Increased Court Fees - The End of Inheritance Act Claims?

On Monday 9 March 2015, a new schedule of fees for issuing money claims came into effect in the courts of England and Wales. This has seen a drastic increase in the cost of issuing claims over a value of £10,000. For claims with a value of between £10,000 and £200,000, the court fee is calculated as 5% of the value of the claim. Therefore, a claim of £100,000 which previously had an issue fee of £1,150 will now have an issue fee of £5,000. For a claim of £200,000 or more claim, the issue fee is now £10,000. Previously, the fee for a £200,000 claim had been £1,515.00 which means that the fee has increased by more than 600%. It is anticipated that this will have the effect of reducing the number of money claims being issued.

So how will this impact disgruntled beneficiaries who wish to pursue claims under the Inheritance (Provision for Family and Dependants) Act 1975 (“the 1975 Act”). 

Practitioners who deal with contentious estates have clearly been rattled by the impact that such huge increases in issue fees could have upon the potential for Claimants to pursue their claims. In 1975 Act Claims, the level of provision being claimed is commonly above £200,000. Given the tight limitation period for issuing 1975 Act Claims (six months from the date of the Grant of Probate), it is often necessary to issue protective proceedings in order to preserve the claim. However, an issue fee that is completely disproportionate to the amount that might be awarded in a 1975 Act Claim would clearly deter would-be Claimants.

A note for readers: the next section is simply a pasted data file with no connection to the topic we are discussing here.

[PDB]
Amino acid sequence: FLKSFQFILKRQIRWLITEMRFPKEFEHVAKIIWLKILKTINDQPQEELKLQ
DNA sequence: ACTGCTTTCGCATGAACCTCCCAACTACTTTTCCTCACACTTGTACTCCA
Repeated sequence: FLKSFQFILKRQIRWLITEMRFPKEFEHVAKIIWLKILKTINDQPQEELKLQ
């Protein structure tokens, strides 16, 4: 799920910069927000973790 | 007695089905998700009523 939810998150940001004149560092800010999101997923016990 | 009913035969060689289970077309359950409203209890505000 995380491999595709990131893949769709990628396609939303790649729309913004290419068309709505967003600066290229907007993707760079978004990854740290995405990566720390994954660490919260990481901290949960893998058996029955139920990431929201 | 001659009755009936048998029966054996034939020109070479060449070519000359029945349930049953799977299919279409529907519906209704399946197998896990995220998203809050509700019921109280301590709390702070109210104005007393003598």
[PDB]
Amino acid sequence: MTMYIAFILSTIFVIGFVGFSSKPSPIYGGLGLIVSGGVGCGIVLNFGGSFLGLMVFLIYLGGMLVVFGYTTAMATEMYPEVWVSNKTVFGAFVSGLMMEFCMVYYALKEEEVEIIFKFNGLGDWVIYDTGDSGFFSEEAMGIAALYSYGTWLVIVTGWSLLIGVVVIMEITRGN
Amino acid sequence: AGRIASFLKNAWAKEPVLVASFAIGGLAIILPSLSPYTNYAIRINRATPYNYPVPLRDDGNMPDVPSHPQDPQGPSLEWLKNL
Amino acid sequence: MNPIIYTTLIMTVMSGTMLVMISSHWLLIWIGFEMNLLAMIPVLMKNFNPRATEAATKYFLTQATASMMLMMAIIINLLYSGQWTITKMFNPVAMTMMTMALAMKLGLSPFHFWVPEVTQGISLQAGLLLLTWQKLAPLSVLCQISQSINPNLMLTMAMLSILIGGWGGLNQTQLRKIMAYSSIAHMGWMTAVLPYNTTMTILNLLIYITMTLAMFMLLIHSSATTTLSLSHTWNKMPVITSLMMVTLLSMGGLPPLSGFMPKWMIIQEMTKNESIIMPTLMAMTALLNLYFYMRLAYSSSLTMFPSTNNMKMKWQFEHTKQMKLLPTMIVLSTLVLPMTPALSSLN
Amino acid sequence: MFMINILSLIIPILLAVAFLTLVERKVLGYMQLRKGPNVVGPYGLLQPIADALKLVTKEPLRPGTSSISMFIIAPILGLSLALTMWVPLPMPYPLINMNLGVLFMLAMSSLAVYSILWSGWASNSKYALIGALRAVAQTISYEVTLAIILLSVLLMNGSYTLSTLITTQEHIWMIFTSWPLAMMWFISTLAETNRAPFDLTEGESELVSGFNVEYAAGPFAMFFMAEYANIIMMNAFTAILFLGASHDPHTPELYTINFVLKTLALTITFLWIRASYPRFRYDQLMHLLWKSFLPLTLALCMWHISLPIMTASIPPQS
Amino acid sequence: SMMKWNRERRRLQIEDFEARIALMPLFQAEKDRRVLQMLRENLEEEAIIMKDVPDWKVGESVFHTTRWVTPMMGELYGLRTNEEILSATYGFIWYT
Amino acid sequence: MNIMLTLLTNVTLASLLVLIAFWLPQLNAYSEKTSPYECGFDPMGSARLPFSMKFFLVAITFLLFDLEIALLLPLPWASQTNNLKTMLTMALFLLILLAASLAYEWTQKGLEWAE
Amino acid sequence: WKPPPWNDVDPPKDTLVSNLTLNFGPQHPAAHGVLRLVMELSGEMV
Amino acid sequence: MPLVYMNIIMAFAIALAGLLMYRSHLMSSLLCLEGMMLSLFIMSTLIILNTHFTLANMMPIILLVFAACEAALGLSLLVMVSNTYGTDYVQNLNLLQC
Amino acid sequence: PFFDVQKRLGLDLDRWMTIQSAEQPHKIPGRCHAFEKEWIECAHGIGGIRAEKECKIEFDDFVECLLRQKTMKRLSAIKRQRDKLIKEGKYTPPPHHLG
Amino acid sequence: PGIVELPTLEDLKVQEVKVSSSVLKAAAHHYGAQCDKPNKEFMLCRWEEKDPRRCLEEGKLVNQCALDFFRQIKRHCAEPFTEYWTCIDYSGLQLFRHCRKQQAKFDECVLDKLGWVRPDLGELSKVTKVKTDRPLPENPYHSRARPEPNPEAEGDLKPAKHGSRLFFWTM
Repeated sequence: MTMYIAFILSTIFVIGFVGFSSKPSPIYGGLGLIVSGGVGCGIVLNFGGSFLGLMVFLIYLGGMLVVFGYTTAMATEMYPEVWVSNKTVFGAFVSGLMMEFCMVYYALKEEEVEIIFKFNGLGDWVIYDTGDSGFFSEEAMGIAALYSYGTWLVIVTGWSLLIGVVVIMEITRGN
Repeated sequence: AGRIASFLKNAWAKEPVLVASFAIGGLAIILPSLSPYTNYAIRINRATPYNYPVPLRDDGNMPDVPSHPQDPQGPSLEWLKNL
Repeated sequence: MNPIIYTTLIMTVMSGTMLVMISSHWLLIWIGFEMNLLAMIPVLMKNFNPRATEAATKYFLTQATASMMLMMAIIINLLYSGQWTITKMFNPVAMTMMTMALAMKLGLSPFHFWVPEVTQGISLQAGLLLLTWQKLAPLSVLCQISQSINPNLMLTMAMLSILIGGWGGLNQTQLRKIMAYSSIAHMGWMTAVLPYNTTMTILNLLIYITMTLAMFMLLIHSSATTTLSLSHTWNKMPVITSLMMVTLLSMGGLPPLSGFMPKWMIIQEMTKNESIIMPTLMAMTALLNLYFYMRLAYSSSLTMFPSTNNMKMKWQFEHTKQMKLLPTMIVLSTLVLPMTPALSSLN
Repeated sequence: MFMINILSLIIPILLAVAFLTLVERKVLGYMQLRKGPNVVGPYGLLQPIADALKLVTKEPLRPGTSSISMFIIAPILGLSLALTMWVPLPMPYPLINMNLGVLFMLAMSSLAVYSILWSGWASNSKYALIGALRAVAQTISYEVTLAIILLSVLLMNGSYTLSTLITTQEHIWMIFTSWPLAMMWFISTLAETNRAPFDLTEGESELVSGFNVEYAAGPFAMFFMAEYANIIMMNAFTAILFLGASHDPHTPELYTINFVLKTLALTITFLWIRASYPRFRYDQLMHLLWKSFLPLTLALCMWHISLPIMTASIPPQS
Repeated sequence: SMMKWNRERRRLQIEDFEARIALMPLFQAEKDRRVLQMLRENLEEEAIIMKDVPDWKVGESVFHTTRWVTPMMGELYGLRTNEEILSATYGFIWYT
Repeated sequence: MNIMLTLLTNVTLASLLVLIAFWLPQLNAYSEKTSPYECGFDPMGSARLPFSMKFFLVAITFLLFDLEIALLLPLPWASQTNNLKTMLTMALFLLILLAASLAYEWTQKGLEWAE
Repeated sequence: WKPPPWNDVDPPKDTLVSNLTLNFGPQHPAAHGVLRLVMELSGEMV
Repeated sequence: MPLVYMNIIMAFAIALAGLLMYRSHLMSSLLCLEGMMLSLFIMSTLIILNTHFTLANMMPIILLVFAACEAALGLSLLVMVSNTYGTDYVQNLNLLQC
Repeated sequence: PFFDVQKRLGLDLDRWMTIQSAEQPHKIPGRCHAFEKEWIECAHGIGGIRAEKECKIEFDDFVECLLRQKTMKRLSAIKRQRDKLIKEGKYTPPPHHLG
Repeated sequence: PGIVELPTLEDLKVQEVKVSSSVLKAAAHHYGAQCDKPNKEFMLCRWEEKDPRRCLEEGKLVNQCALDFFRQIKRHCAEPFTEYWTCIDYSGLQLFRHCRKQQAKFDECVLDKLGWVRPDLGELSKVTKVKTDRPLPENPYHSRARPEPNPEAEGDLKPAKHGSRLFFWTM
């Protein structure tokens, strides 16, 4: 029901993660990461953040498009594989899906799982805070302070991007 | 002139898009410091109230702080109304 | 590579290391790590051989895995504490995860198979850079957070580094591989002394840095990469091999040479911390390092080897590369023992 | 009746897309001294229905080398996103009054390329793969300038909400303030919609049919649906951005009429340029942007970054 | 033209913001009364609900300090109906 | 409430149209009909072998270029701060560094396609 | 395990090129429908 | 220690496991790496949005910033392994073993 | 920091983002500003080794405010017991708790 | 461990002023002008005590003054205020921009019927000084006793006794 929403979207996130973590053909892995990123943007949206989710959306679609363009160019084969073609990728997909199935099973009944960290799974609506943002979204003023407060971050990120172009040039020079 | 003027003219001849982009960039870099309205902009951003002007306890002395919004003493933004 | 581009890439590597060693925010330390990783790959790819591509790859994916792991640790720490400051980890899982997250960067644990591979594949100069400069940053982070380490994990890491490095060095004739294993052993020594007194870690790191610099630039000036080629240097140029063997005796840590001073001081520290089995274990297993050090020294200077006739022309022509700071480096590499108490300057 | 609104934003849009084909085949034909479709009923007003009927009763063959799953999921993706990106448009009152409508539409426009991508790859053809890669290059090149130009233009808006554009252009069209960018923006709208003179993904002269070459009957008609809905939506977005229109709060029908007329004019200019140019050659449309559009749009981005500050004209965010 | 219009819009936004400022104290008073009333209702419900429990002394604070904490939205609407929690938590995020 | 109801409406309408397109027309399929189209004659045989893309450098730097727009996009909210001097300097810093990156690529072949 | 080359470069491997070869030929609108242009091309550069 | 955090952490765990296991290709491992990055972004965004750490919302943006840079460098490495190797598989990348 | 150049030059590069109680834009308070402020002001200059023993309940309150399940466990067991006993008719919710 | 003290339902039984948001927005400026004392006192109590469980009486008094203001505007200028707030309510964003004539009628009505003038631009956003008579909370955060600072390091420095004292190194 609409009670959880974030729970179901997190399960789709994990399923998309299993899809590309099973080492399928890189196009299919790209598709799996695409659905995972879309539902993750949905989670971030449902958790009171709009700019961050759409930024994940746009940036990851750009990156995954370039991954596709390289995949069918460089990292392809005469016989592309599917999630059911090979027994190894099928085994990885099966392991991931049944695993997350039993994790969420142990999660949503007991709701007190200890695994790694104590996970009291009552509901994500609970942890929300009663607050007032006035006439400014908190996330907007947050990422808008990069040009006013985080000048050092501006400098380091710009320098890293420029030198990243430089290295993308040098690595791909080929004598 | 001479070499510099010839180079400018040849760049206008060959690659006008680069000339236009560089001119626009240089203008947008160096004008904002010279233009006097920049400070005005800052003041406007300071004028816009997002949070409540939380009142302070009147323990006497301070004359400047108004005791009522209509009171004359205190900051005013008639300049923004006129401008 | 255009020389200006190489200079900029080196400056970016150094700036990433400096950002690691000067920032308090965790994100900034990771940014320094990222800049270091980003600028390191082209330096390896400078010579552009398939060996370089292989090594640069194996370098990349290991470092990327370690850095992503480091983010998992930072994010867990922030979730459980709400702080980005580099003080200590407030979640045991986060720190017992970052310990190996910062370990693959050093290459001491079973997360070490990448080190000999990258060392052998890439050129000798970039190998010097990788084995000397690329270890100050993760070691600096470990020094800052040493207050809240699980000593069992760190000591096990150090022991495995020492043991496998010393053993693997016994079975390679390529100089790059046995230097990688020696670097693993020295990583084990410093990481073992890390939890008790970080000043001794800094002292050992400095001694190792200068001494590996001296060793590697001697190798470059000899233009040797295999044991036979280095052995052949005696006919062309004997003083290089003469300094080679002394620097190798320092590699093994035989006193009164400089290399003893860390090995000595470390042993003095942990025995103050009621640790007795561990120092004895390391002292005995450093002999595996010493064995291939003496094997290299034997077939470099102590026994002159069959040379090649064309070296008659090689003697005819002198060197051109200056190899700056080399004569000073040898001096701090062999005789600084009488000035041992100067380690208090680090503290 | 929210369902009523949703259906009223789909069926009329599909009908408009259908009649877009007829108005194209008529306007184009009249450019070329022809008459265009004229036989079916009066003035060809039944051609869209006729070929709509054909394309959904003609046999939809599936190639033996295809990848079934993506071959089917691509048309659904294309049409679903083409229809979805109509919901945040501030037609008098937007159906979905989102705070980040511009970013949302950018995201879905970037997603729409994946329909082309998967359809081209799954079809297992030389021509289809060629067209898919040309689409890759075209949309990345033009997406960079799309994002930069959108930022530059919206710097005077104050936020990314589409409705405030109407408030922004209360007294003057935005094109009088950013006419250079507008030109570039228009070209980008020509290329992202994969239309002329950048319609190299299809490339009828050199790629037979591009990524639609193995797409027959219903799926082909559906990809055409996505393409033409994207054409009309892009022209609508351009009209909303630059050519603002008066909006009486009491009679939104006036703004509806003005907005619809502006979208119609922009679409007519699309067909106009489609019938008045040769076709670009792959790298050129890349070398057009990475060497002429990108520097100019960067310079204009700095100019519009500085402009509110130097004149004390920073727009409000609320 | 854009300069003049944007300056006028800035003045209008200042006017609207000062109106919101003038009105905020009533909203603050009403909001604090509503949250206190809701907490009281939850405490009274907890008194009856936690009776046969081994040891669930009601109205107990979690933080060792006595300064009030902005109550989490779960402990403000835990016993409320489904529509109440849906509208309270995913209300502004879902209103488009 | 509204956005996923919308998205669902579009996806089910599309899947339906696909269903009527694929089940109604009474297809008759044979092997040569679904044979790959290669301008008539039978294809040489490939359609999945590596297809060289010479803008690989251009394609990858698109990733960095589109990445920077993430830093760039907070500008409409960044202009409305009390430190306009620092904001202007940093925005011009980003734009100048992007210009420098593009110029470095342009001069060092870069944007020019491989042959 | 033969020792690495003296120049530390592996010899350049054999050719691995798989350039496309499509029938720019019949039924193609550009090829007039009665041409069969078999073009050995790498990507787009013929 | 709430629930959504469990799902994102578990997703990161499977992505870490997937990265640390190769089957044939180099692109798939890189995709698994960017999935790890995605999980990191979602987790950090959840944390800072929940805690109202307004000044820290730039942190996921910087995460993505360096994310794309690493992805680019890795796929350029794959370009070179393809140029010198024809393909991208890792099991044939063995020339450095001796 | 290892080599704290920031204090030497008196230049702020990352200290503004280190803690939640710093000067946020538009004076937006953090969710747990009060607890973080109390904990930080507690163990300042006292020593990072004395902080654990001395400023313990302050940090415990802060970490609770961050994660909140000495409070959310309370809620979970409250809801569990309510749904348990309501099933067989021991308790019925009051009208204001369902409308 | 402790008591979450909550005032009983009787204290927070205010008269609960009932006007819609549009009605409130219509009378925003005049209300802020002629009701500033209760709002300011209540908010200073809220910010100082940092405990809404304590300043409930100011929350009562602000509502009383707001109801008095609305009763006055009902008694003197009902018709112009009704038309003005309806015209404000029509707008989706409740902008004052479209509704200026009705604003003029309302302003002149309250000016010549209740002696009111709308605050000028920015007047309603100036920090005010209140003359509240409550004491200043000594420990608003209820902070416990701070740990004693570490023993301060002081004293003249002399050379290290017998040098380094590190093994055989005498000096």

However, whilst charities and other potential Defendants might think that this will lead to a significant drop off in 1975 Act Claims, they should think again. 1975 Act Claims are classed as “Part 8” Claims and they follow the rules in Part 8 of the Civil Procedure Rules. The news about the increase in Court fees has been a timely reminder that claims issued under the 1975 Act ought to be considered as “non-money” claims. In such claims, the Claimant seeks “provision” and can be awarded assets other than money, such as shares or property. Further, when a Claimant issues a 1975 Act Claim using the Part 8 Claim Form, it is not necessary to specify the value of their claim. The award that can be made by the Court is entirely discretionary. 

We have heard that the courts in Leeds and Manchester at least concur with the view that 1975 Act claims fall within the category of non-money claims, the issue fee for which remains £480. This appears remarkably low compared to the new issue fees for money claims. However, given that the new legislation makes no amendments to the definitions of “money” and “non-money” claims, it must be concluded that the issue fee for 1975 Act Claims will continue to be the one for non-monetary claims which amounts to £480. 

With that in mind, it would be right to assume that it is business as usual in the field of 1975 Act Claims.